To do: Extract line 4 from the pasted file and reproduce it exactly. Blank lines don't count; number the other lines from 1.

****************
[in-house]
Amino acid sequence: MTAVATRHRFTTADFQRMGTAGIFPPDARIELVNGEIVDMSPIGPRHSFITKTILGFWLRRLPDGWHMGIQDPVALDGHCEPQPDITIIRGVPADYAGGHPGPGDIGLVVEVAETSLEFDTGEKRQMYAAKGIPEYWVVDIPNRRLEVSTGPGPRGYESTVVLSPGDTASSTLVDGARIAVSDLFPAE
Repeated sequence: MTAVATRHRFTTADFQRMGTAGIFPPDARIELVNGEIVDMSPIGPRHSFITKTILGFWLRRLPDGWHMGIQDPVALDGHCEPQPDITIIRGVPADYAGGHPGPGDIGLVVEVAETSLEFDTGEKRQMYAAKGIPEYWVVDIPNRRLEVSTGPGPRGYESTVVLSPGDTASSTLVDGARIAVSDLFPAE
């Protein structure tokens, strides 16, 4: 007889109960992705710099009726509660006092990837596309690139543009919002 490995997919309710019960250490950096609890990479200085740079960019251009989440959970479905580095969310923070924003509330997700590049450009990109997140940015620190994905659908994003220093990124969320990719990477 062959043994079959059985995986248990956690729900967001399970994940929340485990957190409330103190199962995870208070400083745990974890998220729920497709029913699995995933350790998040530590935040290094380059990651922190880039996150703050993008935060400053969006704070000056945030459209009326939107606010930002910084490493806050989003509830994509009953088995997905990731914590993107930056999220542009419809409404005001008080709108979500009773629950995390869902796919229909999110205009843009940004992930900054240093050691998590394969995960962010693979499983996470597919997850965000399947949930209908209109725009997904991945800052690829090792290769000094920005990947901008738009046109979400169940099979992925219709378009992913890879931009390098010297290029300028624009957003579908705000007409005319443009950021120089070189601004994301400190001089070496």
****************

């Protein structure tokens, strides 16, 4: 007889109960992705710099009726509660006092990837596309690139543009919002 490995997919309710019960250490950096609890990479200085740079960019251009989440959970479905580095969310923070924003509330997700590049450009990109997140940015620190994905659908994003220093990124969320990719990477 062959043994079959059985995986248990956690729900967001399970994940929340485990957190409330103190199962995870208070400083745990974890998220729920497709029913699995995933350790998040530590935040290094380059990651922190880039996150703050993008935060400053969006704070000056945030459209009326939107606010930002910084490493806050989003509830994509009953088995997905990731914590993107930056999220542009419809409404005001008080709108979500009773629950995390869902796919229909999110205009843009940004992930900054240093050691998590394969995960962010693979499983996470597919997850965000399947949930209908209109725009997904991945800052690829090792290769000094920005990947901008738009046109979400169940099979992925219709378009992913890879931009390098010297290029300028624009957003579908705000007409005319443009950021120089070189601004994301400190001089070496």